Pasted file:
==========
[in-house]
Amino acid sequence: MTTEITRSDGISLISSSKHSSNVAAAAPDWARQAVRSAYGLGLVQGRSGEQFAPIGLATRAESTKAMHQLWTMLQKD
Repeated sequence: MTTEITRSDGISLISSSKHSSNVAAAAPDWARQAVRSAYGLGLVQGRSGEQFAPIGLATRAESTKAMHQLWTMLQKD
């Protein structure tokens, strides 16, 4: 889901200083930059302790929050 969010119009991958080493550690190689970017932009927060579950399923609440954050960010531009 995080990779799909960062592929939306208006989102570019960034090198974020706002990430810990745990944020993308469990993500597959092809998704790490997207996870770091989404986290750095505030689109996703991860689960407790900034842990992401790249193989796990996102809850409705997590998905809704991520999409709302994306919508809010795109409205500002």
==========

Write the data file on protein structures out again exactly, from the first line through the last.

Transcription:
[in-house]
Amino acid sequence: MTTEITRSDGISLISSSKHSSNVAAAAPDWARQAVRSAYGLGLVQGRSGEQFAPIGLATRAESTKAMHQLWTMLQKD
Repeated sequence: MTTEITRSDGISLISSSKHSSNVAAAAPDWARQAVRSAYGLGLVQGRSGEQFAPIGLATRAESTKAMHQLWTMLQKD
């Protein structure tokens, strides 16, 4: 889901200083930059302790929050 969010119009991958080493550690190689970017932009927060579950399923609440954050960010531009 995080990779799909960062592929939306208006989102570019960034090198974020706002990430810990745990944020993308469990993500597959092809998704790490997207996870770091989404986290750095505030689109996703991860689960407790900034842990992401790249193989796990996102809850409705997590998905809704991520999409709302994306919508809010795109409205500002």